The Carboniferous Period | Teen Ink

The Carboniferous Period

April 25, 2009
By hbwriter SILVER, Chapel Hill, North Carolina
hbwriter SILVER, Chapel Hill, North Carolina
9 articles 0 photos 19 comments

Favorite Quote:
It's time to trust my instincts, close my eyes, and leap!

In the Paleozoic Era, is the Carboniferous, or carbon-bearing, Period. It lasted from 360 million years ago to 286 million years ago, a span of 74 million years. Within this period, there are two other periods; the Mississippian and the Pennsylvanian. They were named to help scientists distinguish the different rock layers of the Carboniferous from each other. The Lower Carboniferous rock layers are from the Mississippian Period, and are mostly limestone. The Upper Carboniferous rock layers are from the Pennsylvanian Period, and there is more carbon in these layers. This is the stratigraphy of the Carboniferous Period.

The Carboniferous climate was warm and moist in the beginning, but then turned cool. There was much glaciation, caused by Gondwanaland’s southern shift. The areas around the equator remained warm and humid, while the poles went through a severe ice age. This ice age lasted for millions of years, during which Gondwanaland was coated with sheets of ice. The atmosphere during this time had higher oxygen levels than any other time in history. This was caused by the speedy growth of ancient trees, which sucked much of the carbon-dioxide from the air. There were insignificant, if any, changes with the seasons.

There was much tectonic activity during the carboniferous, as Pangaea forms. Many mountain ranges were formed in this period. In the late Carboniferous, a collision of Gondwanaland and Laurassia created the Appalachian Mountains of the eastern United States, and the Hercynian Mountains of the United Kingdom. A second collision of Siberia and Eastern Europe produced the Ural Mountains.

As the Earth’s surface shifts so dramatically, we are wondering – Where exactly was North America in all this? Where was Chapel Hill, and what would it have been like to live in this area? The first map below shows what the land masses looked like then, in relation to North America’s position now. The red dot is where Chapel Hill is now. The terrain was rocky and mountainous. The second map takes a different approach to these questions, and displays where the land masses we recognize today were during the Carboniferous Period.

Above:The red dot is Chapel Hill’s location in the Early Pennsylvanian Period. The faint lines behind the land masses are the country and state boundaries we recognize today. Below: The red dot is Chapel Hill’s location from this point of view.

During the Carboniferous, plant life was abundant and much of the Earth looked like a rain forest. Seedless plants, Lycopsids for example, are the main cause of the carbon that defines this period. Fern-like plants, such as Neuropteris, dominated the coal swamps, though these plants went extinct before the end of the Paleozoic. Lepidodendron sternbergii was one of the great scale trees. Unfortunately, these trees went extinct during the Late Carboniferous.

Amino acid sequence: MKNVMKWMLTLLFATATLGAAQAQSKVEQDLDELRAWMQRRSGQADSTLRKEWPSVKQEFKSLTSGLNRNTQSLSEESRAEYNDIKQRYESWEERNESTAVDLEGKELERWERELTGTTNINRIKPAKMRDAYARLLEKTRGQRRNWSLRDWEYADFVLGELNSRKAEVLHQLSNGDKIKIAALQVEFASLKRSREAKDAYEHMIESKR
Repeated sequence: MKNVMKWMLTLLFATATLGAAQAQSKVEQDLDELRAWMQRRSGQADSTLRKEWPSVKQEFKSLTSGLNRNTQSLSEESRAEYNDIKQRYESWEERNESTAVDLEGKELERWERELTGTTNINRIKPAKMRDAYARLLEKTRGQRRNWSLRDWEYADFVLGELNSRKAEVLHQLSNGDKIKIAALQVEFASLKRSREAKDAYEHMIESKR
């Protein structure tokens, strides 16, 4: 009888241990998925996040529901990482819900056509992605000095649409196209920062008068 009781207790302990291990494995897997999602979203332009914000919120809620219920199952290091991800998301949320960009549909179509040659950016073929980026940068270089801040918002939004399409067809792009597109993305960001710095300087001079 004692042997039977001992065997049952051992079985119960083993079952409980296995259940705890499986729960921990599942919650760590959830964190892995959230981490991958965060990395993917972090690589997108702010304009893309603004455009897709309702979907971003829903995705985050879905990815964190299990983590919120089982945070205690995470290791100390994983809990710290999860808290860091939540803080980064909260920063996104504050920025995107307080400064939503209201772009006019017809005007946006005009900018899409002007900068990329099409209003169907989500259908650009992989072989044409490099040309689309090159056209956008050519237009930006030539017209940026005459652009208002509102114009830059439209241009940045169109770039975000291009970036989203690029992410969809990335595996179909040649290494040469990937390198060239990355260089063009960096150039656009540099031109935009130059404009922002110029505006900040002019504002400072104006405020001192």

Left: Neuropteris

Right: Lepidodendron sternbergii

There were major steps in evolution that took place during the Carboniferous. An increase in terrestrial habitat led to the appearance of the amniote egg. The amniote egg allows the ancestors of mammals, birds, and reptiles to reproduce on land. The first reptiles appear, as well as the first winged insects, the dragonfly for instance. During the Mississippian, shallow, warm waters covered much of North America. Many of the animals living in these waters, especially the crinoids, contributed their shells to the forming of limestone. Cockroaches appeared, as well as many more species of tetrapods, four-legged vertebrates.

The end of the Carboniferous was not a mass extinction as it is in many other cases. Instead, the end of the Carboniferous is marked by climate changes due to glaciers covering the South Pole. Some species did go extinct because of the climate changes. These were mostly invertebrates in the seas. Trilobites, some crinoids, and horn corals are among those that were headed towards extinction at the beginning of the next period, the Permian.

The author's comments:
My friend Karen and I wrote this paper together, for a science project.

Similar Articles


This article has 2 comments.

love said...
on Feb. 15 2013 at 9:45 am
evolusion is false, why do i say so? how is it possible to study the earht over the period after GOD has flooded the earth during the time of Noah 40 km in hight was how high the water went? the earth and every thing in it where created not evolved

on May. 21 2009 at 8:59 pm
hbwriter SILVER, Chapel Hill, North Carolina
9 articles 0 photos 19 comments

Favorite Quote:
It's time to trust my instincts, close my eyes, and leap!

Please excuse the words Left:, etc. and Right:etc. There were pictures here, but they didn't work here.